The revised, updated version of this book includes an analysis of the sweeping political changes in South Africa since its original publcation in 1992. Other new material covers more theoretical issues and contemporary developments in scholarship, including a reconsideration of the film “The Gods Must Be Crazy”; a discussion of “exposé ethnography” and its attendant politiThe revised, updated version of this book includes an analysis of the sweeping political changes in South Africa since its original publcation in 1992. Other new material covers more theoretical issues and contemporary developments in scholarship, including a reconsideration of the film “The Gods Must Be Crazy”; a discussion of “exposé ethnography” and its attendant political/moral positioning; and an examination of the political situation in Namibia, with a close study of the near collapse of the Nyae Nyae Development Foundation....
|Title||:||The Bushman Myth: The Making of a Namibian Underclass|
|Number of Pages||:||368 Pages|
|Status||:||Available For Download|
|Last checked||:||21 Minutes ago!|
The Bushman Myth: The Making of a Namibian Underclass Reviews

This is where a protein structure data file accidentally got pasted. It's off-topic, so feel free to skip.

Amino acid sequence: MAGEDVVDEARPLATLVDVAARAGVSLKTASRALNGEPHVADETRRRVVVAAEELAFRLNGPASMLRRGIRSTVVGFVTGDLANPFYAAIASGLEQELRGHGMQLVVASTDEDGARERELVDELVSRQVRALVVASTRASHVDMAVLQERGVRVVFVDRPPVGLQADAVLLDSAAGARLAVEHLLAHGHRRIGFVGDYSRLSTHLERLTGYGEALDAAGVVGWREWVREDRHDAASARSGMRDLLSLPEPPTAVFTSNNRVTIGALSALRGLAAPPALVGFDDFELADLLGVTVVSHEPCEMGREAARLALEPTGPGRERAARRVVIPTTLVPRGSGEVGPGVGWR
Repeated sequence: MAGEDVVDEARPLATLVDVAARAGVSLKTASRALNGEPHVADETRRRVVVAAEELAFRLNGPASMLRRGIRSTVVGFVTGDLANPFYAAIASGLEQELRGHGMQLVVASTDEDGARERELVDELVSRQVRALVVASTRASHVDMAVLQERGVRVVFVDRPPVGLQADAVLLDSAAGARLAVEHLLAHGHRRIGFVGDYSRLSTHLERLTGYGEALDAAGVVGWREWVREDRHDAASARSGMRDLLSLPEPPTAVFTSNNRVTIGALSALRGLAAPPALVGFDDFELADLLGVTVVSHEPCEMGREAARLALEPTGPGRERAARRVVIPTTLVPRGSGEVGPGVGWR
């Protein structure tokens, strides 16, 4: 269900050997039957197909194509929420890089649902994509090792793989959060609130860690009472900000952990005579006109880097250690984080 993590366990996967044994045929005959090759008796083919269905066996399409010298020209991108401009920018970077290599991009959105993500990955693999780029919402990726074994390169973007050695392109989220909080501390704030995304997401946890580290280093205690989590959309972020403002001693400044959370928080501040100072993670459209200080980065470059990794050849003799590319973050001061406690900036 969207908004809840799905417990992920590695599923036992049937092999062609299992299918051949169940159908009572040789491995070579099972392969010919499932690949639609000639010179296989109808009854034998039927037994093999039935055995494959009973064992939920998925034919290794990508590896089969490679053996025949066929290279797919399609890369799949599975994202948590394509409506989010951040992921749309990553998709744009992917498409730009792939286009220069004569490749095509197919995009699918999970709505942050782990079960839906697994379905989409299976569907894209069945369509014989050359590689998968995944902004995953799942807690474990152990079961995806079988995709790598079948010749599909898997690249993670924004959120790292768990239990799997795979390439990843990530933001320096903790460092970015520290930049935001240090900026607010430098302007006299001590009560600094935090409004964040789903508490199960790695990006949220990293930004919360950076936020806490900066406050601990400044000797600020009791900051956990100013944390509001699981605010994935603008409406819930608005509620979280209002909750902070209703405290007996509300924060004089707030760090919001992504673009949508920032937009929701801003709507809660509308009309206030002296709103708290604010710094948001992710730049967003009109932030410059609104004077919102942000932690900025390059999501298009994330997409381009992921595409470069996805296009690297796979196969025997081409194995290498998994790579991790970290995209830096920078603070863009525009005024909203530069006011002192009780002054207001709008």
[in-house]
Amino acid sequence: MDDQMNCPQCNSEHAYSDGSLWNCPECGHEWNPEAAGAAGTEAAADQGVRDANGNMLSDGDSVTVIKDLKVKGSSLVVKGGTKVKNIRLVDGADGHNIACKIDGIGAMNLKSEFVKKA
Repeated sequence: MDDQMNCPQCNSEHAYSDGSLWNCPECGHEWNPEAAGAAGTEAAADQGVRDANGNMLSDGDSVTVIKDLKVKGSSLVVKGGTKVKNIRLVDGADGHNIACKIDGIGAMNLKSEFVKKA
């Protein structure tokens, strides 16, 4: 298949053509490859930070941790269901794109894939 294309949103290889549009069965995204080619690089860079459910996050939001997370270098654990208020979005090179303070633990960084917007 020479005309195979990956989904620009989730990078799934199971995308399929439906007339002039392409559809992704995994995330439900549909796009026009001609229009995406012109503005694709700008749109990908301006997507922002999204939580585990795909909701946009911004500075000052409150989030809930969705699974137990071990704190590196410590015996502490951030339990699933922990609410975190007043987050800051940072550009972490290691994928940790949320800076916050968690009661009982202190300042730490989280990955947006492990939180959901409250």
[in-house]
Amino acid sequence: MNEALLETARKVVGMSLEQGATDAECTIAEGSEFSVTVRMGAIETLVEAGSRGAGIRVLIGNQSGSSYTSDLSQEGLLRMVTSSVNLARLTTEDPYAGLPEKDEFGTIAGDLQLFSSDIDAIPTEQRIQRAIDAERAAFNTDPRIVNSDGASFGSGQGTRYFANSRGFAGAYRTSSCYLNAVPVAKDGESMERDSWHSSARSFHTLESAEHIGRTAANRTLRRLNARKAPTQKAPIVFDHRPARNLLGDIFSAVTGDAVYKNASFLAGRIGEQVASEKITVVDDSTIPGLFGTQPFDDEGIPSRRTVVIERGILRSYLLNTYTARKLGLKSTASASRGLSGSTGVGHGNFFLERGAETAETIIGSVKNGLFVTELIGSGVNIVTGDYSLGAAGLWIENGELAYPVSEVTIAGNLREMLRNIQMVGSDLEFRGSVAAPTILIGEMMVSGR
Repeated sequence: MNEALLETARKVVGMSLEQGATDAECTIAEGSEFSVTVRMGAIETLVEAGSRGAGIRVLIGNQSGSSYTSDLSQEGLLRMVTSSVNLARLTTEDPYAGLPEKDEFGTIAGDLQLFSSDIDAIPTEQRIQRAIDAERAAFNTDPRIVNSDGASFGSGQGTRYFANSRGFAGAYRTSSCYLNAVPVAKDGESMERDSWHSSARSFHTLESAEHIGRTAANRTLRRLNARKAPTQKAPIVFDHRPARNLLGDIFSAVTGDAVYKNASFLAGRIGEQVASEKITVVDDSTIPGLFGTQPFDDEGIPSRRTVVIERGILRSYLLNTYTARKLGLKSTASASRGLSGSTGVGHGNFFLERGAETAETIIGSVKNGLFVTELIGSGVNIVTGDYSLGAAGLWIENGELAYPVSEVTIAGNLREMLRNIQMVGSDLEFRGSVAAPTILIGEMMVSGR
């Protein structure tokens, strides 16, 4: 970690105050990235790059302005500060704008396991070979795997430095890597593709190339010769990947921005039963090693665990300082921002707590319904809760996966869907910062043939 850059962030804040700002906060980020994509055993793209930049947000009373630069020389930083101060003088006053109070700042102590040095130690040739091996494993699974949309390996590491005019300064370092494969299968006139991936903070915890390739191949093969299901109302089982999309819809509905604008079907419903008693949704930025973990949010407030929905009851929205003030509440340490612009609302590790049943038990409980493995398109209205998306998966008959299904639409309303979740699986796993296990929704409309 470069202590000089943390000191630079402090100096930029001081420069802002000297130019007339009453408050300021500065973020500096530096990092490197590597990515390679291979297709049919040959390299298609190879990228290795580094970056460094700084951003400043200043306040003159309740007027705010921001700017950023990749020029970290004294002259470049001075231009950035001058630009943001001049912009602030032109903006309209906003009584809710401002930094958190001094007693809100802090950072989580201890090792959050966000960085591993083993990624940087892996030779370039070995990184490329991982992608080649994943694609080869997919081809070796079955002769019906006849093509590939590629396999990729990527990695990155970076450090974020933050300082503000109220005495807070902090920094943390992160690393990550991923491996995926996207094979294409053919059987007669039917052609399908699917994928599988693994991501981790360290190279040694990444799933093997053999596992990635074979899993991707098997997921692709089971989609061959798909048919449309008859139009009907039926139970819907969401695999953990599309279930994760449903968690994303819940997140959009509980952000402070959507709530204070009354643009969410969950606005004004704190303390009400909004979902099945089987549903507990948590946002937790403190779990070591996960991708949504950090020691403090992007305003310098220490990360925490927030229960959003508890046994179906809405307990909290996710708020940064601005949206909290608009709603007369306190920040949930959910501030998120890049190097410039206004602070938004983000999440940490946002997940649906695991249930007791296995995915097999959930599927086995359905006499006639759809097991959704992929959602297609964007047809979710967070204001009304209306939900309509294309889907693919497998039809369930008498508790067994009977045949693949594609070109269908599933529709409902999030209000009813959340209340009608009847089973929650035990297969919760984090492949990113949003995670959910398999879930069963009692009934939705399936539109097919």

Robert Gordon delivers a poignantly pivotal work on the so-called Bushmen of Southern Africa. With the skillful investigation of archival sources, court cases, military , white settler , missionary, academic and government records, Gordon produces a penetrating account of how these people of South Africa have been decimated. Gordon has the distinct advantage of being a Namibian (southern Namibia). Having been horrified by what he saw in 1980 at Tsumkwe, Gordon tries to reconcile the myth of the Bushmen with the reality. What he saw in Tsumbwe was a place where one would literally smell death and decay. Indeed the death rate exceeded the birth rate (3). The issue of the transmogrification of the Bushmen is well presented as Gordon takes us almost on a journey through historical events in the lives of the Bushmen from their early beginnings to the mid 1980's. His illustrations are most effective in portraying the points he wants to get across. The photograph, on page eighty two, of the enforced nudity, illustrates to me just how inhumane the colonizers were to these people. In their effort to dehumanize the Bushmen, they only revealed how brutal they were. A second photograph, on page seventy five, of the starving Bushmen as a result of a famine and opposed colonial policy is another case in point. The colonial government justified this treatment because the Bushmen were not even considered to be humans, they were animals. One only had to look at the way they lived to come to this conclusion. To me, this, along with the mistreatment and exploitation of numerous other native peoples, is despicable. This book was very unnerving to me as I read about the atrocities that happened and are happening to these people. Could the colonizers come to no other solutions? I can now come to better understand a video film I saw (and had my children see) on the Bushmen of the Kalahari in the mid 1970's. The video depicts the pristine primitive as one of the popular images of the Bushmen. At the time, this video made a lasting impression on me that there are still people who live like this (the hunting, gathering society). Only now after reading and internalizing what Gordon puts across do I get a more comprehensive picture.